They’re even known to collapse, as their short muzzles can make breathing difficult, and therefore it’s even harder for them to keep cool.
Invest in an escape-prevention harness if you have a small dog and a fenced-in yard. A little silly looking, but safer than risking a runaway dog. Buy it here.
Overweight and senior pets can also struggle in hot weather, so take extra care.Caroline Reay, Head of Veterinary Services at Blue Cross, said: ‘Just recently we treated a two-year-old French bulldog who had been taken out on a run who had collapsed.
‘While we enjoy the sunshine and warm weather, it is important to make sure our pets are kept safe. They can quickly overheat and sometimes this can be extremely dangerous and even fatal.
‘The heatwave will certainly prove too hot for most of our pets, so please do walk dogs early in the morning and late at night when temperatures are lower.
Add Brushing Your Dogs Teeth into Their Grooming Routine. Get in the habit of brushing your dogs teeth daily to avoid expensive dental visits later. You can use a human toothbrush if you like (though they make ones for dogs, too), but be sure to pick up tooth paste that’s formulated for dogs.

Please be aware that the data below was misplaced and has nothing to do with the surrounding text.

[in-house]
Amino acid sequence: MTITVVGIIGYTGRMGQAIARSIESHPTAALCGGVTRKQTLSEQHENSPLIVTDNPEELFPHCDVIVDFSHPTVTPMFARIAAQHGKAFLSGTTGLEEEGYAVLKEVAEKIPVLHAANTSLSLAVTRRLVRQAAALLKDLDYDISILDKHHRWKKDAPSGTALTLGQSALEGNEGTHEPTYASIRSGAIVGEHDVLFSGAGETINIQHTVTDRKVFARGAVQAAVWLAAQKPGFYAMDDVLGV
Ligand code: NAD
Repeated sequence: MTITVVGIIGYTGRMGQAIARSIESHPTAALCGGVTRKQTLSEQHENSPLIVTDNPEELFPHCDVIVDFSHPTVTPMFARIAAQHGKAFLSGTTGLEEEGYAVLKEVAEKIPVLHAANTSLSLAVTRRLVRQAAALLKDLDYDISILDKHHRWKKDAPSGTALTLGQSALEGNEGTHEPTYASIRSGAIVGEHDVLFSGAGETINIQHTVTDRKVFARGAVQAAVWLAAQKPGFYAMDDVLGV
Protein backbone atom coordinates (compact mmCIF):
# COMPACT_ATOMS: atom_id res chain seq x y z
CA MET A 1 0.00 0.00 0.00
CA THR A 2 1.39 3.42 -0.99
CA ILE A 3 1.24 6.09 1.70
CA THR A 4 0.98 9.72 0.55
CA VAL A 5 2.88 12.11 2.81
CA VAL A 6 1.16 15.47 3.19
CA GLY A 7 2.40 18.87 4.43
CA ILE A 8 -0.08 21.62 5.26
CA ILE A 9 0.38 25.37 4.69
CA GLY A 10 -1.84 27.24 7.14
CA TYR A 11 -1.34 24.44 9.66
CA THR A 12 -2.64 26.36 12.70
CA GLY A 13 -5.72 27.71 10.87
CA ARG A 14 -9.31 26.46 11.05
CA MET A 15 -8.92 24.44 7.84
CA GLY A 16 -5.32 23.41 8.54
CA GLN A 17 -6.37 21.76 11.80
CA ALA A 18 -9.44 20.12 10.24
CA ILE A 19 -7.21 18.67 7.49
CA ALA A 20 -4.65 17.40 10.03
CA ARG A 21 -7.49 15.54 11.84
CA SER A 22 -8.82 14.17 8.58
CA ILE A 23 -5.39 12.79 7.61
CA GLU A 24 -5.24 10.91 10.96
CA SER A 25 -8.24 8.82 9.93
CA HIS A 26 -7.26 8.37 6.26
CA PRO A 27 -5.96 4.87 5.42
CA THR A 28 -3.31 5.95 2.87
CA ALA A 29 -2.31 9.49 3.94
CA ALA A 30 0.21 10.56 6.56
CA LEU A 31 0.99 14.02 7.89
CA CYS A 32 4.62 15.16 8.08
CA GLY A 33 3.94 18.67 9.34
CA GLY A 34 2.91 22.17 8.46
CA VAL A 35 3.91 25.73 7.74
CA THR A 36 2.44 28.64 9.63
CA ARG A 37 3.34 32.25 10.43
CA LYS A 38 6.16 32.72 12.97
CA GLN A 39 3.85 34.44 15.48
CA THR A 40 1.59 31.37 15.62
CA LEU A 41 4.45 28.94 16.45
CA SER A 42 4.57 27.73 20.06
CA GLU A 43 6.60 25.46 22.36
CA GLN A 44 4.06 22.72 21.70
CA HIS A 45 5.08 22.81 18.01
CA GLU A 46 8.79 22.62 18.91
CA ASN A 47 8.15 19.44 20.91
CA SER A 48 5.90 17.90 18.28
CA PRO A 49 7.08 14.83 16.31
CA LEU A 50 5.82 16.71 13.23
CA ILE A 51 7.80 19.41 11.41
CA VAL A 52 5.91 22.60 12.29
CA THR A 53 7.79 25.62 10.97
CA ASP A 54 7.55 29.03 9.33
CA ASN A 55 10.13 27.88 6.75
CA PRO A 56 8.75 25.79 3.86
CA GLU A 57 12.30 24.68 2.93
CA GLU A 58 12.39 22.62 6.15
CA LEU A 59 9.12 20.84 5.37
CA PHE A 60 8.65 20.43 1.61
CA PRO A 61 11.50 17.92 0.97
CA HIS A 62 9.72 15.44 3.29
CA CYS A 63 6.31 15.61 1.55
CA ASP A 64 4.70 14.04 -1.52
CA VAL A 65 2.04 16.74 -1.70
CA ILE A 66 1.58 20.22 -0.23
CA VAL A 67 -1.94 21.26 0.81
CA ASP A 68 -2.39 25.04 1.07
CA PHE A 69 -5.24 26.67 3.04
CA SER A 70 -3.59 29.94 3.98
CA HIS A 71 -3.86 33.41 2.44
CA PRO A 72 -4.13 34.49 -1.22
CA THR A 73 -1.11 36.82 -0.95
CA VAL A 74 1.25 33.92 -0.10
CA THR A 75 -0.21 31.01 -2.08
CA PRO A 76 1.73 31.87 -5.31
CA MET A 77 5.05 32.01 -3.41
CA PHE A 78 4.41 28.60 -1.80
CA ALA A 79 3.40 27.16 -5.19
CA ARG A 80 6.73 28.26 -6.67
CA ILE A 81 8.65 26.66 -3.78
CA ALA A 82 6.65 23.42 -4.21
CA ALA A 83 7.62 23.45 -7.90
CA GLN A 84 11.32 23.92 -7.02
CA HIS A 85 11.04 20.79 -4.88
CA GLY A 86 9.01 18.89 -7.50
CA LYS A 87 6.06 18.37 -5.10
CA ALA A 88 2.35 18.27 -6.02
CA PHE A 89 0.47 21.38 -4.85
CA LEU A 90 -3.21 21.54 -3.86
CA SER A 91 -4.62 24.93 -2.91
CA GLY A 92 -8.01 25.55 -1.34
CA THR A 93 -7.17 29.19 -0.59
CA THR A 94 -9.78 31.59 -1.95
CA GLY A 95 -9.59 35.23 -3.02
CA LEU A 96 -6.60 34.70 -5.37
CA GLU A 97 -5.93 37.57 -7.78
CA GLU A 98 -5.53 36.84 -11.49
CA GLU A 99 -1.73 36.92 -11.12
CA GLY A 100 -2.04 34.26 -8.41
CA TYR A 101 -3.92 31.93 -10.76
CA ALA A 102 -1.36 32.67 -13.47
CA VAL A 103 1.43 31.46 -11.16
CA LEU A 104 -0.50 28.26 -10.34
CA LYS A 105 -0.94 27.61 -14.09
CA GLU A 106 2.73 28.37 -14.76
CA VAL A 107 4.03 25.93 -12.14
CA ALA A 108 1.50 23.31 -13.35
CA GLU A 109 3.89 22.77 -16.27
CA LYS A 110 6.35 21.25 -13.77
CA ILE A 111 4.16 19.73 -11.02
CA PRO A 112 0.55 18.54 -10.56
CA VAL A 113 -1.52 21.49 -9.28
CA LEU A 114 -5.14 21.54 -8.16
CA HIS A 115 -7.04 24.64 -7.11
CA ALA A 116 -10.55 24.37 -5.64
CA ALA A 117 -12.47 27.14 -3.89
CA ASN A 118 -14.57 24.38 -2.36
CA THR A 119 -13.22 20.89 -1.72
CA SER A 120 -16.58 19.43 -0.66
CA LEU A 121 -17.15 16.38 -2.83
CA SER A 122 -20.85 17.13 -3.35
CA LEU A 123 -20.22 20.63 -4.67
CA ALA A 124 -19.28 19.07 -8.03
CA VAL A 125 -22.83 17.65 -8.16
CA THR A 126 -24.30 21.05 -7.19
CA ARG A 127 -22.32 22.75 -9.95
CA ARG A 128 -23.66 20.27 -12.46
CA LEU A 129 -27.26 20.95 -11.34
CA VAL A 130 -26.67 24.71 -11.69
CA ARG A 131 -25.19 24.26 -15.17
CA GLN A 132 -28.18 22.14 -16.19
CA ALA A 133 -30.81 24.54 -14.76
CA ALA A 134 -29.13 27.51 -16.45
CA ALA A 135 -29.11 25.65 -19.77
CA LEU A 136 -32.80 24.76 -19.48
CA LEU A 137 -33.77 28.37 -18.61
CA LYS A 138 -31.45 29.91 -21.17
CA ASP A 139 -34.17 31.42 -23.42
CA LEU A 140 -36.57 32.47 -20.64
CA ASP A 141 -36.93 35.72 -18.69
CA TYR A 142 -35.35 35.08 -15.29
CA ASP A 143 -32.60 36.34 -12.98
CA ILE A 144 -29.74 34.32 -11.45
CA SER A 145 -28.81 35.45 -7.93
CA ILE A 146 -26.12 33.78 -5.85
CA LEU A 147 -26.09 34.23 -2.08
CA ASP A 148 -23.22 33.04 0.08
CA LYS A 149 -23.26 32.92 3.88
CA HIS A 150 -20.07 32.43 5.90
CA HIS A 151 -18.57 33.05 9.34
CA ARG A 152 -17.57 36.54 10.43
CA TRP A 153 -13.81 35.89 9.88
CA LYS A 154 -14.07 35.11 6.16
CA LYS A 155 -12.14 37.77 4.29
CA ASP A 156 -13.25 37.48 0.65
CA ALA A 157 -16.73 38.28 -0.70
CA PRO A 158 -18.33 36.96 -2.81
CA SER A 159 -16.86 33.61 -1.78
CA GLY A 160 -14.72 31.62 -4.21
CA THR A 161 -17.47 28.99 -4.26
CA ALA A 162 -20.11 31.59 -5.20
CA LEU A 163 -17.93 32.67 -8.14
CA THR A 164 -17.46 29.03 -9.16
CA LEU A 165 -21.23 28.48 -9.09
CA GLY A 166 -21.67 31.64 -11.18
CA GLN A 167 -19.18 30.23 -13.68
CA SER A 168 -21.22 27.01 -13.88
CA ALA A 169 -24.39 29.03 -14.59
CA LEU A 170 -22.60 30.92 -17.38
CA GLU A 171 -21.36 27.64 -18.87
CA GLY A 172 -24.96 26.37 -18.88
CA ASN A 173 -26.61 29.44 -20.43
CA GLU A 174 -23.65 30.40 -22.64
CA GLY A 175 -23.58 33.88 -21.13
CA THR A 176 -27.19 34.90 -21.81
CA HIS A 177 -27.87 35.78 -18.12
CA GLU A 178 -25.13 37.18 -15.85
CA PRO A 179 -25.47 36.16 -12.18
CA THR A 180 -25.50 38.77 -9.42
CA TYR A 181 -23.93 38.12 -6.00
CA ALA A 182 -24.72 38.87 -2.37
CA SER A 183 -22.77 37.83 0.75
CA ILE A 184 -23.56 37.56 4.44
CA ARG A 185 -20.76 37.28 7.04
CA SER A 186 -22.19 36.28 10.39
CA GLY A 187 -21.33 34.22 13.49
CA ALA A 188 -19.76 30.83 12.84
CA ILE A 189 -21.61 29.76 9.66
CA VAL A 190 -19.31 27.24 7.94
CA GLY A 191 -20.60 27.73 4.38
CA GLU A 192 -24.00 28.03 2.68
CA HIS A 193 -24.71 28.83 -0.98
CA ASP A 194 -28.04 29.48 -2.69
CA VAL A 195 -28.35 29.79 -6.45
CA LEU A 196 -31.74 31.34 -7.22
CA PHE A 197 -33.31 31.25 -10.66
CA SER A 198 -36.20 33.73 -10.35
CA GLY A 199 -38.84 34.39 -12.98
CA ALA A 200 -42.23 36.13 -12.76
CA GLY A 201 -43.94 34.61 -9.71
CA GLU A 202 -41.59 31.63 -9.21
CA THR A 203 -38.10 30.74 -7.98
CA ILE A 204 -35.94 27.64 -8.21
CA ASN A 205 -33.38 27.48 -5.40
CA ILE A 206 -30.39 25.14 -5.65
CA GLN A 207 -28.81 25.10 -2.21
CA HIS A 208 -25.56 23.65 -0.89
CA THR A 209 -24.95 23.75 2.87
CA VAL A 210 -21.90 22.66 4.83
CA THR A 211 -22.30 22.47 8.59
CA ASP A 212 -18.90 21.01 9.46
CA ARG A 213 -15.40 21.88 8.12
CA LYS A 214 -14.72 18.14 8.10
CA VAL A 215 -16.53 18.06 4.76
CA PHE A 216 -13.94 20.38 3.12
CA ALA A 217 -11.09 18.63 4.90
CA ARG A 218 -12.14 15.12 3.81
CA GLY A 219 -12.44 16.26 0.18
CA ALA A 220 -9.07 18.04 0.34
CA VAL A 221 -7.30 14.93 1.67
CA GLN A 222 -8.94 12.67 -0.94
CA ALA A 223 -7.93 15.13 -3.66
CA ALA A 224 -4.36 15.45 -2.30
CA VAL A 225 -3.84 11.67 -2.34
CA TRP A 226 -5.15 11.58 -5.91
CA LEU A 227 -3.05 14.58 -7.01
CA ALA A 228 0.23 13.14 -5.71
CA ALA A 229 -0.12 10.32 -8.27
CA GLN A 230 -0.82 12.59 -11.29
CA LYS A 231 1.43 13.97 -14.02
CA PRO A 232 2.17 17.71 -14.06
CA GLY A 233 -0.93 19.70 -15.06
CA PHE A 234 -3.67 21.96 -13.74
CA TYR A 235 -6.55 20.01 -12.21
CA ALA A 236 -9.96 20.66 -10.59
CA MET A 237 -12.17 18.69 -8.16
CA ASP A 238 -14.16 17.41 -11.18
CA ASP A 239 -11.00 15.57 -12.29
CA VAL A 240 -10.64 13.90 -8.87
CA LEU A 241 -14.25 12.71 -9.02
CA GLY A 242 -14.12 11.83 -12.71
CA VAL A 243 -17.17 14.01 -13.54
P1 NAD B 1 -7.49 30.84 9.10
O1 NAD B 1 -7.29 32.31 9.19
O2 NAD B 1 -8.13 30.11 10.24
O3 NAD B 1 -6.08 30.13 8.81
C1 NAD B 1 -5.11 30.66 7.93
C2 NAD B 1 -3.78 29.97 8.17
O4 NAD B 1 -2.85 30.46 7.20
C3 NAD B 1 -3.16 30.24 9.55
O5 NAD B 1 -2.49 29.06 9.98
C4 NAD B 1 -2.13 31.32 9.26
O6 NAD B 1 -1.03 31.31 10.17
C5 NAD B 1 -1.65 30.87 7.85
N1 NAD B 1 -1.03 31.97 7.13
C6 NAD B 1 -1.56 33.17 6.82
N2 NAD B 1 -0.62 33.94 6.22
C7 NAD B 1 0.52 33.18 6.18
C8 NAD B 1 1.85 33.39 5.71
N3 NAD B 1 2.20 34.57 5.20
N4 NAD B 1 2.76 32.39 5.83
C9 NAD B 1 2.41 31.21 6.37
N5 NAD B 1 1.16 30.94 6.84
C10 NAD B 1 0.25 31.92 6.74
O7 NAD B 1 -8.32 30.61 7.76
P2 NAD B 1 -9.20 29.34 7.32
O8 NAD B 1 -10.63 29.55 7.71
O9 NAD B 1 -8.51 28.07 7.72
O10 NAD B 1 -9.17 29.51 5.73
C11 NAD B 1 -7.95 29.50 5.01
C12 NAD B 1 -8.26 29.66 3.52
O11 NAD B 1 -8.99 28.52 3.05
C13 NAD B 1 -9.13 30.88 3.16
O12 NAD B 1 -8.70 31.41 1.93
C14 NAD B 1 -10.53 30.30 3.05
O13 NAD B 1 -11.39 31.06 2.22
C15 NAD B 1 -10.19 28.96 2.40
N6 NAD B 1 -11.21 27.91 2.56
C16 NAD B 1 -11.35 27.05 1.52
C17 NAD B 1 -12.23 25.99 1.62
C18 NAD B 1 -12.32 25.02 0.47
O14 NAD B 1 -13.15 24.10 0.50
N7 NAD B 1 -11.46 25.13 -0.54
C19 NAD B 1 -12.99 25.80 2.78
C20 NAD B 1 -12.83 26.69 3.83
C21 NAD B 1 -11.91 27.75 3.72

‘Never leave your pet alone inside a car, even with windows open it can quickly become like an oven and dogs become overcome with the heat.’
Blue Cross also want to highlight that hot tarmac can burn your little buddy’s paws just like it might a human, so be careful where you walk them.
If you want to test if the ground is too hot, simply take your shoes off and see if you can stand for five seconds – if you can’t, it’s too hot for your dog.
It’s tempting to open all your windows in hot weather, but Blue Cross recommends installing screens and netting to help keep your pets from suffering a nasty fall.
The cheese will melt just enough to stick to the inside of the Kong.
The charity often also gets asked about giving dogs ice cubes in hot weather.
Caroline explains you need to take the size of your pet into consideration, saying: ‘It’s fine to give your dog ice cubes in the hot weather, but make sure the size of the cube is appropriate to the size of the dog.
‘For smaller breeds only offer small cubes or ice shavings.’Watch out for the symptoms of heatstroke in your pets, which, as This Morning’s Dr Scott Miller previously warned, include ‘excessive amounts of panting’ and drooling.
No night vision goggles needed! Dogs’ eyes contain a special membrane, called the tapetum lucidum, which allows them to see in the dark.
He explained that heatstroke could also cause pets to lose their coordination, while, in the ‘worst case scenario’, they could collapse.
For dogs specifically, heatstroke presents with symptoms including:
- Heavy panting
- Excessive drooling
- Lack of co-ordination
The symptoms of heatstroke in cats are:
- Stretching out and breathing rapidly
- Extreme distress
- Having skin hot to the touch
- Glazed eyes
- Vomiting and drooling
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